Sullivan tries to buttress his pro-Iraq war stand by citing this column from today's Times of London. In the column, David Aaronovitch points to a recent poll of the Iraqi people:
Iraqis themselves, in a large poll released yesterday, believe that things are bad in their country: 53 percent took a negative view of the situation, compared with 44 percent who were optimists. Half now thought the invasion had been a bad idea.But Aaronovitch insists other results from this same poll show things aren't so bad after all. He cites the following:
The same number now wanted rule by a single, strong leader and only 28 percent thought democracy more important. One quarter had confidence in Iraq’s politicians, while two thirds trusted its religious leaders and army.
... 71 per cent of Iraqis said things were currently good in their personal lives, while 29 percent said they were bad. 69 percent expected the situation in Iraq to improve, while 11 percent said it would worsen. And asked about what Iraq would need in five years’ time, support for the strong leader fell to 31 percent and for democracy rose to 45 percent.Okay, fair enough. The Iraqi people's support for an all-powerful leader does appear to be based largely on their current frustration that conditions in Iraq remain violent and chaotic. But what will happen to those 31-to-45 numbers if the domestic turmoil continues in Iraq?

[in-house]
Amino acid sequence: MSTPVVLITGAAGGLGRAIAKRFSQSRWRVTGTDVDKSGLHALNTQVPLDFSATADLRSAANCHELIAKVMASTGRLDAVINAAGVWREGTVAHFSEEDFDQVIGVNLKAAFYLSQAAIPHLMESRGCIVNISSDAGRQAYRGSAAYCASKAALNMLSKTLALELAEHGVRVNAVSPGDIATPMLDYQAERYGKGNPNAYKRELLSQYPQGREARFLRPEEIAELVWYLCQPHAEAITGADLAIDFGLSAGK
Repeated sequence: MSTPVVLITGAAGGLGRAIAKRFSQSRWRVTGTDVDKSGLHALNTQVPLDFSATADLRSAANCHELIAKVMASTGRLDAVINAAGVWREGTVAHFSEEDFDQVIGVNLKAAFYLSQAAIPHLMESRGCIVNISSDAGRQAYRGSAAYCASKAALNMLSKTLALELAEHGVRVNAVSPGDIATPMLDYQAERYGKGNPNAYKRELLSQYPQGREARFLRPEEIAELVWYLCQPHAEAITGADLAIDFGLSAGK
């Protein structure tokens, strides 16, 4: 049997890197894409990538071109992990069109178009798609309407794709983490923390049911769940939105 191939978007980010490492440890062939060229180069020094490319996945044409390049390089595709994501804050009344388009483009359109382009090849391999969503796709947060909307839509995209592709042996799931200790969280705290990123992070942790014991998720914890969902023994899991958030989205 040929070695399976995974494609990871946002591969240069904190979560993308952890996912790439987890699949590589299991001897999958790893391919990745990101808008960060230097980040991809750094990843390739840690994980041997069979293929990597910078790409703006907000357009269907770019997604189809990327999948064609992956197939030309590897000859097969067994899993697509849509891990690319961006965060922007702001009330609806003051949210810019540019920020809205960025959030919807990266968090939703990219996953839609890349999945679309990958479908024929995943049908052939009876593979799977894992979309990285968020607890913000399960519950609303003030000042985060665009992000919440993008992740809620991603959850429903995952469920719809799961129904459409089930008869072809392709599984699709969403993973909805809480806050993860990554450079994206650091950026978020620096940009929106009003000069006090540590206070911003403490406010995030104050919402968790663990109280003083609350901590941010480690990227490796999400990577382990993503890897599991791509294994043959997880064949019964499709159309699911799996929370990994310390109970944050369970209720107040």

The fact that we can't get a majority of Iraqis to say they yearn for democracy right now or in five years should not please America (or Sullivan). How does this square with Colin Powell's pronouncement last year that "the Iraqi people want democracy, deserve democracy, and we're going to help them achieve that goal of having a democracy"?
And the 69 percent result suggests that Iraqis are a hopeful people. But that means very little unless the U.S. can do more to stabilize the country.